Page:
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First of all, I'm new to arduino. Check the EDIT line below the two codes.

I have connected motor shield to arduino uno. Connection between the two arduinos are A5 to A5, A4 to A4, 5V to 5V and GND to GND. I have a stepper connected to UNO, and a button connected to nano.

EDIT5: I deleted the messy previous codes, the question was answered. However, I cant get the steppers to rotate(they only vibrate). Any advice is appreciated. The code right now is:

Master

#include <Wire.h>
#include <AFMotor.h>
//define steppers
AF_Stepper motor1(48, 1); 
AF_Stepper motor2(48, 2);

//define variables
int x = 0;
int y = 0;

void setup()
{
  Wire.begin(5); //begin i2c communication
  Wire.onReceive(receiveEvent);
  motor1.setSpeed(10);  // 10 rpm   
  motor2.setSpeed(10);  // 10 rpm 

  motor1.release();
  motor2.release();
  delay(1000);
}

void loop()
{
  delay(500); // wait 0.5 second 
}

void receiveEvent(int howMany)
{
    //read x,y from slave
    x = Wire.read();
    y = Wire.read();

    if (x == 1) //stepper1 rotate forward
    {  
      motor1.step(100, FORWARD, SINGLE); 
    }
    else if (x == 2) //stepper1 rotate backward
    {
      motor1.step(100, BACKWARD, SINGLE); 
    }
     else if (y == 1) //stepper2 rotate forward
    {
      motor2.step(100, BACKWARD, SINGLE);
    }
     else if (y == 2) //stepper2 rotate backward
    {
      motor2.step(100, BACKWARD, SINGLE);
    }
} 

Slave

#include <Wire.h>

//define buttons
const int button1 = 2; 
const int button2 = 3;
const int button3 = 4;
const int button4 = 5;

//define state of buttons
int buttonState1 = 0;
int buttonState2 = 0;
int buttonState3 = 0;
int buttonState4 = 0;

//define variables
int x = 0;
int y = 0;

void setup()
{
   //start i2c communication
   Wire.begin();
}

void loop()
{
  //read state of buttons
  buttonState1 = digitalRead(button1);
  buttonState2 = digitalRead(button2);
  buttonState3 = digitalRead(button3);
  buttonState4 = digitalRead(button4);

    //if button1 is pressed,send x to master
    if(buttonState1 == HIGH){
      x = 1;
      Wire.beginTransmission(5);
      Wire.write(x);
      Wire.endTransmission();
    }
    //if button2 is pressed,send x to master
    else if(buttonState2 == HIGH)
    {
      x = 2;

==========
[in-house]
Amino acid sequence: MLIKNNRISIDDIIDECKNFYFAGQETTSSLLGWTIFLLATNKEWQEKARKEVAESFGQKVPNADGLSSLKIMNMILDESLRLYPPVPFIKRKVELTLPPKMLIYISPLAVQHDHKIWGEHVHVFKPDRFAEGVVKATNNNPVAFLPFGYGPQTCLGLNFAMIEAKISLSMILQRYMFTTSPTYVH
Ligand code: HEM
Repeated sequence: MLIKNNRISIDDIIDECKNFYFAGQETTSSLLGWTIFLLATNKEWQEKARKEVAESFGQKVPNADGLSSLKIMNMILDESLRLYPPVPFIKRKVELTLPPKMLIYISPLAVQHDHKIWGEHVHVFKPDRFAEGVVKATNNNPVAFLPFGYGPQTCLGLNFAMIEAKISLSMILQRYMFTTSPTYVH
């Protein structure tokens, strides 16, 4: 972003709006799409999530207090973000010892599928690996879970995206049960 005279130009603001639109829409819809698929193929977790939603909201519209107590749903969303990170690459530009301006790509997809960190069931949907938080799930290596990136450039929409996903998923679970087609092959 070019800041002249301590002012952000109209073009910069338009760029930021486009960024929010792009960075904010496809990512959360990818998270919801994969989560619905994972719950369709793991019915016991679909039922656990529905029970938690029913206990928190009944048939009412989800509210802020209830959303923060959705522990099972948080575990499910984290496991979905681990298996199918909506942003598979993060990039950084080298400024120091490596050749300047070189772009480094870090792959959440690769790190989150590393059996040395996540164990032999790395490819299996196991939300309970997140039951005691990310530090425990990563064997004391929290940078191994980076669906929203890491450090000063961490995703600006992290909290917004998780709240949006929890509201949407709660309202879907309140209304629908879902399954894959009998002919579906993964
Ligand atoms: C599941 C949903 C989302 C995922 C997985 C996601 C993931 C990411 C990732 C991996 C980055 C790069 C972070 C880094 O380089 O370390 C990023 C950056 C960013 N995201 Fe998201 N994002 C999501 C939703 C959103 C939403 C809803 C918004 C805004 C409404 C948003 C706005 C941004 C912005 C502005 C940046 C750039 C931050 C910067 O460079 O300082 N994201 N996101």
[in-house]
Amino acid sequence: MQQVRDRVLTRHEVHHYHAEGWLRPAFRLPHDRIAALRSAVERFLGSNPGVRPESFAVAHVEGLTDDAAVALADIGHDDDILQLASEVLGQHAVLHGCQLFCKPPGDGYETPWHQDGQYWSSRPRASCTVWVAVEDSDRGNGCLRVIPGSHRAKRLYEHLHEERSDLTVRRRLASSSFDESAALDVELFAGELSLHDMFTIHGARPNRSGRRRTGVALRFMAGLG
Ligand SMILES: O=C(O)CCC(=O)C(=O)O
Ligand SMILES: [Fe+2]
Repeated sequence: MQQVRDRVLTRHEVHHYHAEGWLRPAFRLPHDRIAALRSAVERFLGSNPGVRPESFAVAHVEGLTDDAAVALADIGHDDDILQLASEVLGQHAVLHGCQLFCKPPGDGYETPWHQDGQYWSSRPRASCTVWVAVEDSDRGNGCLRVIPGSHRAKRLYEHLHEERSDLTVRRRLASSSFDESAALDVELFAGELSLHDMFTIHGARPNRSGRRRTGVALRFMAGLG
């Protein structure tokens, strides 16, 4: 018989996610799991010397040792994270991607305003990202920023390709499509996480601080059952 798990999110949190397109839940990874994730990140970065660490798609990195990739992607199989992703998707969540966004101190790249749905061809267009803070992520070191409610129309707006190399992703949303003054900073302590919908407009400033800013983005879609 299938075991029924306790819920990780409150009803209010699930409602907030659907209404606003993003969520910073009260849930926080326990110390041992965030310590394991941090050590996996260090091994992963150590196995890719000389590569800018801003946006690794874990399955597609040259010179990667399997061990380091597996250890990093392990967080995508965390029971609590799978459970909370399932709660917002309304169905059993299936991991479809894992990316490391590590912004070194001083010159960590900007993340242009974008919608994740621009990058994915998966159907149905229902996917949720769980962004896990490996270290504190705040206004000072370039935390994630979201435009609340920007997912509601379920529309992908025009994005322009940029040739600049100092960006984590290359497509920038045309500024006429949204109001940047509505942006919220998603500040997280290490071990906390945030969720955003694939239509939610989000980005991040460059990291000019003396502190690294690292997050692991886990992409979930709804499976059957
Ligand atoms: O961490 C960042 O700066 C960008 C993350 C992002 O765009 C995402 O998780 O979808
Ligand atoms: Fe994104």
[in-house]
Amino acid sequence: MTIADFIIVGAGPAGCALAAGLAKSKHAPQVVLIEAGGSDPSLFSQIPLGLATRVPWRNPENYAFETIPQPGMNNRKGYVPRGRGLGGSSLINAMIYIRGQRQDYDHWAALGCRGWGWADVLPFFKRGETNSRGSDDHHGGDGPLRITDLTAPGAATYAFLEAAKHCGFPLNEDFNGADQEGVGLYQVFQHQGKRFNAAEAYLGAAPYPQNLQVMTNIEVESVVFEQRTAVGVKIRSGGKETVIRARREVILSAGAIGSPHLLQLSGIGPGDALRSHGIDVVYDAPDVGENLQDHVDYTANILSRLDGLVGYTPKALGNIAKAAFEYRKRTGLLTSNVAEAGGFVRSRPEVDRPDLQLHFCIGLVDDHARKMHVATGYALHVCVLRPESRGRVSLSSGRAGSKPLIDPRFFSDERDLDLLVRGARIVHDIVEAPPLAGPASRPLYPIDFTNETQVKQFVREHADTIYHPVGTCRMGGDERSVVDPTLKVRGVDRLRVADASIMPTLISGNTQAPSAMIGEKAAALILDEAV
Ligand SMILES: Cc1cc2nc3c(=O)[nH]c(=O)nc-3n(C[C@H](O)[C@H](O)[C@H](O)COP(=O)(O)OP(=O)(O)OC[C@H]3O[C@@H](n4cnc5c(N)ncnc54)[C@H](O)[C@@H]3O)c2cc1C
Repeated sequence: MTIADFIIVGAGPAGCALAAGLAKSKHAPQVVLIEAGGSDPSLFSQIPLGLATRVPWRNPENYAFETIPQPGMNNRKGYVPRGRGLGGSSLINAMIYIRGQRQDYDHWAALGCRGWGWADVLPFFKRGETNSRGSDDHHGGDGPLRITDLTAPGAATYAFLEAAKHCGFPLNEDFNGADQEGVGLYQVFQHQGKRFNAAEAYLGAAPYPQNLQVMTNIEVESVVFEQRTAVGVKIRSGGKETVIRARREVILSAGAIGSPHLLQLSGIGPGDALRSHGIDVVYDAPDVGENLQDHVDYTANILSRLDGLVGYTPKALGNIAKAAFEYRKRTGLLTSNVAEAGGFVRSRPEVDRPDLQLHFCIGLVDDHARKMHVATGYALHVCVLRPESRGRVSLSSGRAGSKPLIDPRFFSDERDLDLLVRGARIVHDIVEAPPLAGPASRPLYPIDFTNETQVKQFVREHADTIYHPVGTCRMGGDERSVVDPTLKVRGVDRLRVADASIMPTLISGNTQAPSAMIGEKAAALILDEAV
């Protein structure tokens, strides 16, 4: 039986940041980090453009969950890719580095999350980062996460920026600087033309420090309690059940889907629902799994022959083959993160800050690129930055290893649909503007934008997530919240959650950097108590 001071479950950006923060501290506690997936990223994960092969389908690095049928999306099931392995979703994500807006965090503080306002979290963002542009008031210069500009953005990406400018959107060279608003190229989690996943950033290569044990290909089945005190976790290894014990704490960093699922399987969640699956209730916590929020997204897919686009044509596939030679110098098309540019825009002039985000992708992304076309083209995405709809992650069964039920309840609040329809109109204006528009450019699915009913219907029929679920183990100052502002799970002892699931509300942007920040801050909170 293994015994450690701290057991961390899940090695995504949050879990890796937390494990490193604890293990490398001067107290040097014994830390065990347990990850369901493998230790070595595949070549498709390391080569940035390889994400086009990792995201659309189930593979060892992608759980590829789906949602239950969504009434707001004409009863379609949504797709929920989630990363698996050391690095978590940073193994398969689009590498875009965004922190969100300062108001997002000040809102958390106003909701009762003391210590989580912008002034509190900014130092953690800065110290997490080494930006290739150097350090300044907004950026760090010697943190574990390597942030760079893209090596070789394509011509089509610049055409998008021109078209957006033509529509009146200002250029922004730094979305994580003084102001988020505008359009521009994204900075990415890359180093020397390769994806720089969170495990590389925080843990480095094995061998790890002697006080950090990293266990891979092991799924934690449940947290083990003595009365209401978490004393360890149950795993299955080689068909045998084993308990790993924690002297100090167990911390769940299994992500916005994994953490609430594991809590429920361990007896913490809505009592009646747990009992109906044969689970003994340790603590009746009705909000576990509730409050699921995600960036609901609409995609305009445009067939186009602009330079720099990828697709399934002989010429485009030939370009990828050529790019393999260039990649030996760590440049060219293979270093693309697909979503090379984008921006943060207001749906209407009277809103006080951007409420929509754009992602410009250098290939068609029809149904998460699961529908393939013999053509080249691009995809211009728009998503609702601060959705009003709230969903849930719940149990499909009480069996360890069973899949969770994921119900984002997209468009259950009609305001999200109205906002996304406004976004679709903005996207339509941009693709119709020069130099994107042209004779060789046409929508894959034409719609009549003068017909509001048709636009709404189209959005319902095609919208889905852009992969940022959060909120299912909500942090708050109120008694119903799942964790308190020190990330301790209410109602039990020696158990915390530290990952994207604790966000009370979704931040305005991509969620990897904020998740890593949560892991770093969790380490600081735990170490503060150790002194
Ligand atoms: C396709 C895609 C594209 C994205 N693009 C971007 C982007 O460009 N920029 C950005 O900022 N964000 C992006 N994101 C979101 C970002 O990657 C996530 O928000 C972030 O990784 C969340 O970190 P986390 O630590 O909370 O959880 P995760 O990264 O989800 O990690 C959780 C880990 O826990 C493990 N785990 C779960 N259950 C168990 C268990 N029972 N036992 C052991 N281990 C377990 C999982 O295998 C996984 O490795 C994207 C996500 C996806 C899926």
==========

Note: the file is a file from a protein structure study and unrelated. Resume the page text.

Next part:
Wire.beginTransmission(5);
      Wire.write(x);
      Wire.endTransmission();
    }
    //if button3 is pressed,send y to master
    if(buttonState3 == HIGH){
      y = 1;
      Wire.beginTransmission(5);
      Wire.write(y);
      Wire.endTransmission();
    }
    //if button4 is pressed,send y to master
    else if(buttonState4 == HIGH)
    {
      y = 2;
      Wire.beginTransmission(5);
      Wire.write(y);
      Wire.endTransmission();
    }
} 
  • slave uses onReceive. your "Slave" code is master code – Juraj Mar 16 '18 at 14:47
  • @Juraj Yeah, I realised it. Don't you know how is it possible to make it work ? – Róbert Pollák Mar 16 '18 at 14:52
  • @RóbertPollák What did you realise? If you realised, can't you fix it? In any case Arduino has a tutorial for when you want to transfer data from the slave to the master – frarugi87 Mar 16 '18 at 15:07
  • @frarugi87 That tutorial is great, I followed the steps and worked. However, the problem was when I wanted to create what I wrote above. Button to control the stepper. – Róbert Pollák Mar 16 '18 at 15:16
  • Well, instead of sending "hello" you have to send the button status. From the other part, instead of printing it you have to use it properly. Try modifying first the servo to send you '0' or '1' and the master prints it on the serial, then when it works modify the master to interprete it as a command. If you have problems (but I think you won't, since you already did it) you can ask showing what you did in the meantime – frarugi87 Mar 16 '18 at 15:34
1

There are many ways to do this. The master could be the central unit which makes all the decisions, or the slave could preprocess the information.